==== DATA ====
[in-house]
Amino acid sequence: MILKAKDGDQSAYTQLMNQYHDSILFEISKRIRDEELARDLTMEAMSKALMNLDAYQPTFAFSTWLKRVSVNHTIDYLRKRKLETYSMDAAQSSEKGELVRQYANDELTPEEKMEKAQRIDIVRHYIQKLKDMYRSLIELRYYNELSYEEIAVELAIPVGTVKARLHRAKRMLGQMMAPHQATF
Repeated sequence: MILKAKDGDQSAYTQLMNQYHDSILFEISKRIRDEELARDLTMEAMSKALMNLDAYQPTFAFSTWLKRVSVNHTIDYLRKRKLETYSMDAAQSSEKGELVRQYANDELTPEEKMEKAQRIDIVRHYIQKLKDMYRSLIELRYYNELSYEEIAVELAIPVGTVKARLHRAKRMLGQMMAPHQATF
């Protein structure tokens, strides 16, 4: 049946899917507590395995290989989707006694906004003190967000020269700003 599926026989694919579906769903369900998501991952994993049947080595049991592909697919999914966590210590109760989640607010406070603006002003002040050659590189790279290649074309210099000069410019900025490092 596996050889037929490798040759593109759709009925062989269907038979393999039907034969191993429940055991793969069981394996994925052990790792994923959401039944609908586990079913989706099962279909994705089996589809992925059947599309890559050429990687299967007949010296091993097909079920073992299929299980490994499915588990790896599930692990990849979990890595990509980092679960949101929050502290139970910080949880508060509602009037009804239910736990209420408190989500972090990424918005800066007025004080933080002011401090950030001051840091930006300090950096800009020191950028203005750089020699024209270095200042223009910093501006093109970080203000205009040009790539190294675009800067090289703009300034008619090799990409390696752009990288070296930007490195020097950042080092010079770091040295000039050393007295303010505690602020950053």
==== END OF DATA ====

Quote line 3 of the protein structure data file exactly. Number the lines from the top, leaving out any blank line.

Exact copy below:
Repeated sequence: MILKAKDGDQSAYTQLMNQYHDSILFEISKRIRDEELARDLTMEAMSKALMNLDAYQPTFAFSTWLKRVSVNHTIDYLRKRKLETYSMDAAQSSEKGELVRQYANDELTPEEKMEKAQRIDIVRHYIQKLKDMYRSLIELRYYNELSYEEIAVELAIPVGTVKARLHRAKRMLGQMMAPHQATF